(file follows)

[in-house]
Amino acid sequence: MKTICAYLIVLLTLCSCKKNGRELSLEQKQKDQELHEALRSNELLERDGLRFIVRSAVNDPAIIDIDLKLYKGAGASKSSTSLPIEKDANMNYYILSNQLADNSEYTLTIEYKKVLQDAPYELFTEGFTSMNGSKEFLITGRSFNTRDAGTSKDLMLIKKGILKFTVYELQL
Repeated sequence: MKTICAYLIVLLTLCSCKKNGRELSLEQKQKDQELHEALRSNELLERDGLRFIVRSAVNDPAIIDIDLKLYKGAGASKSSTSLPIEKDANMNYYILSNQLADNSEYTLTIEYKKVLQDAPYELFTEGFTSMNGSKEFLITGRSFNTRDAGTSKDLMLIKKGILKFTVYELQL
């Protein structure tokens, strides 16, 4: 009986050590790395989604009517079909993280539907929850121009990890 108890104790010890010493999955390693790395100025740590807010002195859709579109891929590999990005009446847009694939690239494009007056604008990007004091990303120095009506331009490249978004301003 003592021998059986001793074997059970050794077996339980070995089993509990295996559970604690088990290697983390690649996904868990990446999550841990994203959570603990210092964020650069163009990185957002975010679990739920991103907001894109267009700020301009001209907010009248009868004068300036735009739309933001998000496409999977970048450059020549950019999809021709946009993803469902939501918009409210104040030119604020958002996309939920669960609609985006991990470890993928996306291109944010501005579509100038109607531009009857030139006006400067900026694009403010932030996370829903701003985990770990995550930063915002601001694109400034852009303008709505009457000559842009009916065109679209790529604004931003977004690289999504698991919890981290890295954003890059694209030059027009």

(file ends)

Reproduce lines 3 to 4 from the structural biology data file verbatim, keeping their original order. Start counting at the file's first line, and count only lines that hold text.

Repeated sequence: MKTICAYLIVLLTLCSCKKNGRELSLEQKQKDQELHEALRSNELLERDGLRFIVRSAVNDPAIIDIDLKLYKGAGASKSSTSLPIEKDANMNYYILSNQLADNSEYTLTIEYKKVLQDAPYELFTEGFTSMNGSKEFLITGRSFNTRDAGTSKDLMLIKKGILKFTVYELQL
């Protein structure tokens, strides 16, 4: 009986050590790395989604009517079909993280539907929850121009990890 108890104790010890010493999955390693790395100025740590807010002195859709579109891929590999990005009446847009694939690239494009007056604008990007004091990303120095009506331009490249978004301003 003592021998059986001793074997059970050794077996339980070995089993509990295996559970604690088990290697983390690649996904868990990446999550841990994203959570603990210092964020650069163009990185957002975010679990739920991103907001894109267009700020301009001209907010009248009868004068300036735009739309933001998000496409999977970048450059020549950019999809021709946009993803469902939501918009409210104040030119604020958002996309939920669960609609985006991990470890993928996306291109944010501005579509100038109607531009009857030139006006400067900026694009403010932030996370829903701003985990770990995550930063915002601001694109400034852009303008709505009457000559842009009916065109679209790529604004931003977004690289999504698991919890981290890295954003890059694209030059027009």